In the first part of this series, we explored the definition of “clean.” Now that we know what “clean” is, how do we get there? Ah, the million dollar question.
Just as no single agreed-upon definition of “clean” exists, no single standard or process for cleaning exists. As a result, we measure janitorial productivity in a variety of ways, which is largely dependent on the type of facility being cleaned.
To understand the importance of measurement, we’ll first look ways cleaning programs are currently measured, and then we’ll review a few examples of the benefits of measurement through a standardized approach to cleaning.
Current Strategies for Measuring Productivity and Their Limitations:
Visual Inspections: A visual inspection may reveal if a surface looks clean (e.g. is free from dirt or dust), but it does not reveal what is invisible to the eye, such as bacteria or viruses. Visual inspections are most common in retail environments where the emphasis is on appearance.
Cost-Per-Square-Foot Method: Often cleaning professionals want to evaluate cleaning productivity by establishing the cost for cleaning their facility. This method can present obstacles because of different surfaces that may or may not be factored into the equation. For example, do you factor the tops of books on a shelf as cleanable square footage? Should table surfaces be included as well? Not all cost-per-square foot method evaluations are created equally.
ATP Meter Readings: One of the newer methods for measuring cleanliness is Adenosine Triphosphate (ATP) Testing. ATP is an enzyme present in all living cells; ATP meters detect the amount of organic mater that remains on a surface after cleaning. This method can lead to discrepancies between testers and not provide a true reflection of the cleanliness (or dirtiness) of a surface.
When we look at cleaning in an academic settings, the need for effective cleaning and cleaning measurement becomes most apparent.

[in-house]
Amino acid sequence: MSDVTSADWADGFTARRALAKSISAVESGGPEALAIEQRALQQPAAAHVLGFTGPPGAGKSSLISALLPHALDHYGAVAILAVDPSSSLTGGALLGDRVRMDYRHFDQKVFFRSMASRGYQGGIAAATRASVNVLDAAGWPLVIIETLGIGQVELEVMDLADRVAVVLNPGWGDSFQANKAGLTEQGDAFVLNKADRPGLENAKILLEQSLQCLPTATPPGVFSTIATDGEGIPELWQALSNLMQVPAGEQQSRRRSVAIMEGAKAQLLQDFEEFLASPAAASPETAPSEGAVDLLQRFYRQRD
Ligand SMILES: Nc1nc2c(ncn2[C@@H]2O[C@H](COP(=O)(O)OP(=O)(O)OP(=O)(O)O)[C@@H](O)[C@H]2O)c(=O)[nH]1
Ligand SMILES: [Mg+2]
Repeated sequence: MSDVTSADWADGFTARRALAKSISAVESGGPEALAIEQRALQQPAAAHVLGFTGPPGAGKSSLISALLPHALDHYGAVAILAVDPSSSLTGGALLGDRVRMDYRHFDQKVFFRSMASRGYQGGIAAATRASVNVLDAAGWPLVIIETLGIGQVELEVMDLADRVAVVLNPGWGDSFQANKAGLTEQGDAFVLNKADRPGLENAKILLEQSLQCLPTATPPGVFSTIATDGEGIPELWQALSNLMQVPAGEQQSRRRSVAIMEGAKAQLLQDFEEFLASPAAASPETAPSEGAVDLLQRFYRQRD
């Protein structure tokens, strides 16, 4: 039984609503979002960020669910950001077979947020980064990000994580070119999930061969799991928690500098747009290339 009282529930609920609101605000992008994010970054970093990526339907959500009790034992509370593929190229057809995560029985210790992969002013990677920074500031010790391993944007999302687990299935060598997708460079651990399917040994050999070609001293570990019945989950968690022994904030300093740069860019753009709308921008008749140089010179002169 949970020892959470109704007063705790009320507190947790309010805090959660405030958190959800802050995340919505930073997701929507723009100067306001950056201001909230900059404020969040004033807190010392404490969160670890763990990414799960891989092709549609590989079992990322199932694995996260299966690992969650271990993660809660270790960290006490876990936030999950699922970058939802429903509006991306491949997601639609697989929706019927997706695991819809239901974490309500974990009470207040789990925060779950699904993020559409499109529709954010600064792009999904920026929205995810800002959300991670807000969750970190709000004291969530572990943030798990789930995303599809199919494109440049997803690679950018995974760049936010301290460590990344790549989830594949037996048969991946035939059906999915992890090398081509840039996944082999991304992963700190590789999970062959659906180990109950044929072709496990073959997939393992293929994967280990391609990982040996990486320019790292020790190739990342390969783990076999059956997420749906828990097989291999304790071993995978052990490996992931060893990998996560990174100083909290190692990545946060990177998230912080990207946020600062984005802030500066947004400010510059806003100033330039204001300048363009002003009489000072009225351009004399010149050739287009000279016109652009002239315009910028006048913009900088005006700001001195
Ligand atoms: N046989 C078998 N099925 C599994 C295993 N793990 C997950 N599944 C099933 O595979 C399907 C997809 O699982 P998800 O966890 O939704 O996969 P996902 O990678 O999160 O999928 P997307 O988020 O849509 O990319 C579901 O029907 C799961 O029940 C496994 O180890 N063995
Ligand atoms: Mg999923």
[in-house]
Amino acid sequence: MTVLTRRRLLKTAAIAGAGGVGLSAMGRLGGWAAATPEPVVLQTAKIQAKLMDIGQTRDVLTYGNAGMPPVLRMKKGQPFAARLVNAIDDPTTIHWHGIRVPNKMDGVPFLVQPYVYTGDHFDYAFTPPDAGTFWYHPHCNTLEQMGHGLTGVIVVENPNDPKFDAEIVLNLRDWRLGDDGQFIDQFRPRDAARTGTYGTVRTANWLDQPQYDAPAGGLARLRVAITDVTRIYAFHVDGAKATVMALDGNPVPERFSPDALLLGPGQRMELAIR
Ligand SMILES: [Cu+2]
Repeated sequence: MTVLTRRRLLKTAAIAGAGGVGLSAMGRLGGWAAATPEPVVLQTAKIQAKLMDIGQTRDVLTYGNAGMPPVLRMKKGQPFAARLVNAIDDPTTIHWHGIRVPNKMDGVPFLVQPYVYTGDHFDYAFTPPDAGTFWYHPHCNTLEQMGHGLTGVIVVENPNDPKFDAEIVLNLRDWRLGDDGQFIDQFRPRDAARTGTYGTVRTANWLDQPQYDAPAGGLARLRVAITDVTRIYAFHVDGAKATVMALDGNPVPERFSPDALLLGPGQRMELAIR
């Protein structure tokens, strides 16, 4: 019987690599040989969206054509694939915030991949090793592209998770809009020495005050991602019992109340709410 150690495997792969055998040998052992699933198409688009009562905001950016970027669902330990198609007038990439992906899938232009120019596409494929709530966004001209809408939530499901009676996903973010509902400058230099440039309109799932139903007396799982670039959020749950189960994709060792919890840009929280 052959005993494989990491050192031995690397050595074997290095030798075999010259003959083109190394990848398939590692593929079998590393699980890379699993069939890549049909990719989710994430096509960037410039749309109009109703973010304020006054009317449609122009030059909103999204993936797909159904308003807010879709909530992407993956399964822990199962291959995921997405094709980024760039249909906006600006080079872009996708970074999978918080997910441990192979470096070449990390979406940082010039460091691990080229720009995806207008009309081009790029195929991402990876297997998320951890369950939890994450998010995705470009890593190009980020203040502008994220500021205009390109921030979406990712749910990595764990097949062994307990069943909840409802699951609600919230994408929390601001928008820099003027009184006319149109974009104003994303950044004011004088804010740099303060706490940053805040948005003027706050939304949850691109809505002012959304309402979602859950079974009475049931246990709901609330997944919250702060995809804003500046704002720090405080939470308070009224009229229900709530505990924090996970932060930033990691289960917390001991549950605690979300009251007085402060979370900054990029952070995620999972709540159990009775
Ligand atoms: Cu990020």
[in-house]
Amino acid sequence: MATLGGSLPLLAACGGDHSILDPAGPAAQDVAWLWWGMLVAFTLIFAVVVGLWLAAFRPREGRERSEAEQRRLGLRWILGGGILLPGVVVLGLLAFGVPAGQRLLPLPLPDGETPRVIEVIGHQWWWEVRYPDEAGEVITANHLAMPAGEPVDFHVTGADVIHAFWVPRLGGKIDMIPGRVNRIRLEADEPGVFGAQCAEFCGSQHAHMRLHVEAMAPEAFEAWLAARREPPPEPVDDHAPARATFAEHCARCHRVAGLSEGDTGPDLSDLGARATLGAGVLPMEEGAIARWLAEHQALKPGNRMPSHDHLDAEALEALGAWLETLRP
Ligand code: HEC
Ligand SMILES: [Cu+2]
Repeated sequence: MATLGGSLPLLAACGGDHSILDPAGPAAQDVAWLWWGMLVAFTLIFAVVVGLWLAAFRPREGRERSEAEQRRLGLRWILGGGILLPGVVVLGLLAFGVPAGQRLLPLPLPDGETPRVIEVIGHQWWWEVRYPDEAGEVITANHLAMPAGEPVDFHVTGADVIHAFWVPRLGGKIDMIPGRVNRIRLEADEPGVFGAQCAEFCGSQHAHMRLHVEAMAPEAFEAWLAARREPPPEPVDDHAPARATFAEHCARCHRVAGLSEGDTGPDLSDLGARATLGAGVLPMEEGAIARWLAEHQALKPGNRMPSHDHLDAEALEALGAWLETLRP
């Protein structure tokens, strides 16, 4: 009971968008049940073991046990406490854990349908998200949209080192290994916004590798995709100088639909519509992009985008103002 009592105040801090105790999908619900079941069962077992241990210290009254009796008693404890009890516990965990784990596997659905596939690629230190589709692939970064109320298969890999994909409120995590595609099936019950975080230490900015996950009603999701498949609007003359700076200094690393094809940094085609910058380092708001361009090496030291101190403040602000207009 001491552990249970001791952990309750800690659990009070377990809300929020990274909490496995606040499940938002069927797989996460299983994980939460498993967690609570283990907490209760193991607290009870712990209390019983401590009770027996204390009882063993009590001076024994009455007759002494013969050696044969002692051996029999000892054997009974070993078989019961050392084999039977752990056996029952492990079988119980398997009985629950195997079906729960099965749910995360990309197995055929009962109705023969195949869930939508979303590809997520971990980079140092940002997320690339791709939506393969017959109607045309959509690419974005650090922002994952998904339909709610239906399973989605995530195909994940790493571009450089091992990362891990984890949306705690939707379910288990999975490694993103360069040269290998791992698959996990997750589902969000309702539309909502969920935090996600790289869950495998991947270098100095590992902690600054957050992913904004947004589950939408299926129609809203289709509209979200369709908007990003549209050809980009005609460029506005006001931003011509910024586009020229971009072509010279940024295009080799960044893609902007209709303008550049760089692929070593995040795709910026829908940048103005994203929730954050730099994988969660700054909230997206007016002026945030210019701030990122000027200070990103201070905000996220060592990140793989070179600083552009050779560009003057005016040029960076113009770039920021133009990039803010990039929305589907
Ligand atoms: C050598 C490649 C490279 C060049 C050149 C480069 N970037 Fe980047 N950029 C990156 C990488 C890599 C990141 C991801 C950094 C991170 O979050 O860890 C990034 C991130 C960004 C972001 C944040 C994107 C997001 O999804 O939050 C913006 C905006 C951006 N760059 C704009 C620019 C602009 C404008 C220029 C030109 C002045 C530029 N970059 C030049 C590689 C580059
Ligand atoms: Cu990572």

Why Clean Schools Matter
In Dr. Campbell’s Provo City Schools research, he states:
Standards set a level of safety and performance for most industries. Therefore, a cleaning standard that ensures the building’s air quality, safety and health of the people therein should exist. Research shows that students in K-12 schools have improved capacity to learn when school environments are clean.
He identifies a survey conducted by the National Parent Teacher Association that revealed that cleanliness in schools was so insufficient that more than half of teachers (56 percent) purchase their own cleaning supplies to clean their classrooms.
While the immediate response might be to look at the school janitor, Dr. Campbell is quick to highlight research from the National Education Association that supports the need for better job descriptions for janitors:
* 38 percent of janitors have no job description
* 32 percent of those who do have a job description feel it does not match the scope of their work
64 percent of janitors often or sometimes perform work outside of their job description
YIKES. So teachers are taking it on themselves to clean their classrooms, but janitors are left with their hands in the air, because they aren’t clear on their responsibilities.
Why does this matter? Because the confusion surrounding the issue and the absence of a standardized approach and effective cleaning measurement tool to cleaning goes beyond issues of infection control and cross contamination.
Research shows that indoor air pollution (resulting from cleaning chemicals, dust and other particulates that can be breathed in) can result in lower work performance and higher rates of sickness.
Dr. Campbell cites multiple sources, including this research published in Indoor Air, Dr. Berry’s study at Charles Young Elementary School and this study published in Indoor Air Journal — all offering conclusive evidence that indoor pollutants negatively impact student health and performance.
Clean schools are healthier and more productive. But how can we make sure our schools are clean if there’s difficulty measuring janitorial productivity and cleanliness?
In the part three of this blog series, we’ll review how a standardized approach to cleaning establishes measures for janitorial productivity and positively impacts health and the indoor environment, as evidenced by the study at Dixon Middle School.